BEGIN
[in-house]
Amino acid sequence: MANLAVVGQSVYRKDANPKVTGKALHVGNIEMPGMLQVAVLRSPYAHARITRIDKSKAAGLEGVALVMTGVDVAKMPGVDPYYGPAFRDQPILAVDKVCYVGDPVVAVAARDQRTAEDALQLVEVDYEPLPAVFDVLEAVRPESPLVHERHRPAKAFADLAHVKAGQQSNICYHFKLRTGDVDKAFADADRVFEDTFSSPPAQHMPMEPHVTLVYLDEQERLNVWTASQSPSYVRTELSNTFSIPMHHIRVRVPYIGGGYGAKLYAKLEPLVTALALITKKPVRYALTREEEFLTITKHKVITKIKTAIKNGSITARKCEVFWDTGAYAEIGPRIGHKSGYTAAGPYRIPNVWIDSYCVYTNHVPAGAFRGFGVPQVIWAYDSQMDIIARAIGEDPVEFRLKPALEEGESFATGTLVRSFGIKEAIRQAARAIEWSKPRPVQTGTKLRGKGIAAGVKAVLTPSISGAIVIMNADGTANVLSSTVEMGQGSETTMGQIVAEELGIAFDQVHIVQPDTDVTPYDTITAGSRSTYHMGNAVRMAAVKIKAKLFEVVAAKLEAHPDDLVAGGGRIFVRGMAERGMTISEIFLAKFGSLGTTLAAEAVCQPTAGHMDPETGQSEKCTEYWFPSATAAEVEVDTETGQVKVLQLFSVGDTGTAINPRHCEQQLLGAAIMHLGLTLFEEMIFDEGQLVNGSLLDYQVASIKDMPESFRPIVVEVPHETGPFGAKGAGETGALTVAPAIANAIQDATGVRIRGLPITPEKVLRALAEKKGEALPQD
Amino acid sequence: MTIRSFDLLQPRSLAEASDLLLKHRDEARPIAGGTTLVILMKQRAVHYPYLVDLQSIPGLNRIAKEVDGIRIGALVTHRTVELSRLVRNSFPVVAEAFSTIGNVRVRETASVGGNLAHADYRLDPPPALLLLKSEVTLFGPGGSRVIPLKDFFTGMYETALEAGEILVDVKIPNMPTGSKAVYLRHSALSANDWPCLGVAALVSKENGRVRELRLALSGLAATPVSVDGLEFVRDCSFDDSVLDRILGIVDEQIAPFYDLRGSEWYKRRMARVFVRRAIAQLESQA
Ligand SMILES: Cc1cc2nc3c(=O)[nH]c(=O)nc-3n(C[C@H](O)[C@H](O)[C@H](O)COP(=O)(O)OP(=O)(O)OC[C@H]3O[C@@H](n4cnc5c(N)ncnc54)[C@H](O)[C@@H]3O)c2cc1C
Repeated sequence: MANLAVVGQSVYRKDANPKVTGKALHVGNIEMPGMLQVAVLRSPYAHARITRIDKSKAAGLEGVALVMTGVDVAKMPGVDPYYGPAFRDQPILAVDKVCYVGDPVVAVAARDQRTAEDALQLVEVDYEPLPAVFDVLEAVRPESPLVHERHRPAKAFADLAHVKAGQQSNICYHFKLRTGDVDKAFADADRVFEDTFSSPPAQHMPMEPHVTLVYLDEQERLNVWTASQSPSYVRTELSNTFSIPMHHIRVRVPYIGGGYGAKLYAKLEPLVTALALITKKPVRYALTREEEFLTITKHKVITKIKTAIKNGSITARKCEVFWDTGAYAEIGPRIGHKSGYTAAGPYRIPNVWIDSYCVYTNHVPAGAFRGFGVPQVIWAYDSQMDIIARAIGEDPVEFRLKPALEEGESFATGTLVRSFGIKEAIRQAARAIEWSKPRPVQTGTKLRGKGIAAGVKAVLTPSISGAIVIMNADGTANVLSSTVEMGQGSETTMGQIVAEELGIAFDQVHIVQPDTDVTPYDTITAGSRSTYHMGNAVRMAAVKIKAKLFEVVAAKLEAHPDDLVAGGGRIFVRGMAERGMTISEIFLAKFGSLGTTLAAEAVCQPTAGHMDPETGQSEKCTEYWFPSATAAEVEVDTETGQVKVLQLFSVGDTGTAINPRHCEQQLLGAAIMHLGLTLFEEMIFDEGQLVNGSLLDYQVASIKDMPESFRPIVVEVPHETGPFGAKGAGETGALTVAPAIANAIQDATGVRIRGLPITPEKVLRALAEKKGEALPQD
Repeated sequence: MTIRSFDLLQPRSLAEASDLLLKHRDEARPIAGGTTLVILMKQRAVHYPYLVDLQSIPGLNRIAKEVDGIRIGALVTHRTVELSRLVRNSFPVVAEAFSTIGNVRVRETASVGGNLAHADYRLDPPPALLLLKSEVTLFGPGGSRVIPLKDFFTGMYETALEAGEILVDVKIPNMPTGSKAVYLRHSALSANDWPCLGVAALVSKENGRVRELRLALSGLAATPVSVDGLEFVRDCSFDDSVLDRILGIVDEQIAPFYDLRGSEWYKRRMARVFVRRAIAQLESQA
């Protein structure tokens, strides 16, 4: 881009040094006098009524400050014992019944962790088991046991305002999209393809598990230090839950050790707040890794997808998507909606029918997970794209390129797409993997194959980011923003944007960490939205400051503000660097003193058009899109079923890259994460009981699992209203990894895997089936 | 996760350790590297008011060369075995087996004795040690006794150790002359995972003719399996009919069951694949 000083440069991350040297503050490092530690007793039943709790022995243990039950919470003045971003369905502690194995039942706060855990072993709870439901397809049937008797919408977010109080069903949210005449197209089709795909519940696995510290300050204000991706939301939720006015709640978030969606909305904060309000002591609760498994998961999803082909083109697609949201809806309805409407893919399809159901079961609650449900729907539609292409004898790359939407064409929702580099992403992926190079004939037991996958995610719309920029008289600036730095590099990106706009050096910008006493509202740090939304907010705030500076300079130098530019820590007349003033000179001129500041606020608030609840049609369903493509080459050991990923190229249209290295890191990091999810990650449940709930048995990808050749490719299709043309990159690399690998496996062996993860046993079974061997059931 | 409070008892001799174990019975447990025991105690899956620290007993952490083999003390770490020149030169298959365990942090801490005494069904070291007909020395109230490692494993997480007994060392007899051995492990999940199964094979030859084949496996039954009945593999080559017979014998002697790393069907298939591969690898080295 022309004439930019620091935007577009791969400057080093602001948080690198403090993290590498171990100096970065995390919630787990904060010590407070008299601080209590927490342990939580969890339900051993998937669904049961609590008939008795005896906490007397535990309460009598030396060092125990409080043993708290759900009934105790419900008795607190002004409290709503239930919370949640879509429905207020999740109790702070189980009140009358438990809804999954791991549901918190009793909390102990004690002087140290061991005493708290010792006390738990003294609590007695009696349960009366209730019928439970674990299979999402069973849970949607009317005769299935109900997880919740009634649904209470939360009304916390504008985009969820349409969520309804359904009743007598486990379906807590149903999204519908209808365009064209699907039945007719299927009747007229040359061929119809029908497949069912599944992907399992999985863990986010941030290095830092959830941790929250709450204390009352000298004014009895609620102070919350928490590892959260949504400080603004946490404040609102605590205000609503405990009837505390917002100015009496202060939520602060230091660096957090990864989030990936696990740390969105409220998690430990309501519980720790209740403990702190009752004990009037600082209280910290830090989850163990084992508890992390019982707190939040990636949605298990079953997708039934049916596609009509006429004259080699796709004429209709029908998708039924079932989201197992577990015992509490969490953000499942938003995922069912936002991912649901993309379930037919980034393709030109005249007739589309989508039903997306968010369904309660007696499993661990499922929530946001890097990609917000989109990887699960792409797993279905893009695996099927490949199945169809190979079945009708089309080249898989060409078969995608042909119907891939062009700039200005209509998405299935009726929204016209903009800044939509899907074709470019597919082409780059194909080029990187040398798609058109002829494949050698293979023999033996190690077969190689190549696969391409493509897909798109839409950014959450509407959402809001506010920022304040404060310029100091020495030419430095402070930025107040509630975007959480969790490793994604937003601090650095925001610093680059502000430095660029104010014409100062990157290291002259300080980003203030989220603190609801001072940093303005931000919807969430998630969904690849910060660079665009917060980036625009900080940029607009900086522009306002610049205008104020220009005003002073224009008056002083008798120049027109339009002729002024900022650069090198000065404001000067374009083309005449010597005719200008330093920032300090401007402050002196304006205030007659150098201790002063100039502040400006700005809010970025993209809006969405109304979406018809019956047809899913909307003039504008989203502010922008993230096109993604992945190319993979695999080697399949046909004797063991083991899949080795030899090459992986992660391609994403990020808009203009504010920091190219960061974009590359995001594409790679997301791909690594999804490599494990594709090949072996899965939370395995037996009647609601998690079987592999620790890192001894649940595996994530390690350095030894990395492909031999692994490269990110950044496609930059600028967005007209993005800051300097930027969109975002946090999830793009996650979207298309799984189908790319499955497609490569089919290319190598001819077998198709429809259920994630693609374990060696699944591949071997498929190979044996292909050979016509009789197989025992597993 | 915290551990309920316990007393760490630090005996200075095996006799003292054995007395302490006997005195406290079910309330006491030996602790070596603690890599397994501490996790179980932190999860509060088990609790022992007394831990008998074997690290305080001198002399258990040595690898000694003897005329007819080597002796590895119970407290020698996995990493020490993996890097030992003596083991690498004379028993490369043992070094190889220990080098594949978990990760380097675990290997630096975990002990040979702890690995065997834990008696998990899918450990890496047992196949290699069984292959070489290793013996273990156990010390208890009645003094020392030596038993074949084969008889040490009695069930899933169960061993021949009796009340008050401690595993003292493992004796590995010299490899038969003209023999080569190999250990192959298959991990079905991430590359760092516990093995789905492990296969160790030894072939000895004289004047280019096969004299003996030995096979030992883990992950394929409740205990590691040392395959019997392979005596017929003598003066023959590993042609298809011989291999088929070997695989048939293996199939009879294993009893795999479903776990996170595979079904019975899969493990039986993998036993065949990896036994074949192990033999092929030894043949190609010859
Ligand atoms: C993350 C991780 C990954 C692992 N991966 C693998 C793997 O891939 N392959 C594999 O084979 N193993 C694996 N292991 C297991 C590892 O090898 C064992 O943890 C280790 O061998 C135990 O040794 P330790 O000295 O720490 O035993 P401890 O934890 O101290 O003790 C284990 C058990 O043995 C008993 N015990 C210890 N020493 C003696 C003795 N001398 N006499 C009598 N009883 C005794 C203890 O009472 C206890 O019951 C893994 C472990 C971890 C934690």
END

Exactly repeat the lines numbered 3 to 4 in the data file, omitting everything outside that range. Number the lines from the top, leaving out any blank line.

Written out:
Amino acid sequence: MTIRSFDLLQPRSLAEASDLLLKHRDEARPIAGGTTLVILMKQRAVHYPYLVDLQSIPGLNRIAKEVDGIRIGALVTHRTVELSRLVRNSFPVVAEAFSTIGNVRVRETASVGGNLAHADYRLDPPPALLLLKSEVTLFGPGGSRVIPLKDFFTGMYETALEAGEILVDVKIPNMPTGSKAVYLRHSALSANDWPCLGVAALVSKENGRVRELRLALSGLAATPVSVDGLEFVRDCSFDDSVLDRILGIVDEQIAPFYDLRGSEWYKRRMARVFVRRAIAQLESQA
Ligand SMILES: Cc1cc2nc3c(=O)[nH]c(=O)nc-3n(C[C@H](O)[C@H](O)[C@H](O)COP(=O)(O)OP(=O)(O)OC[C@H]3O[C@@H](n4cnc5c(N)ncnc54)[C@H](O)[C@@H]3O)c2cc1C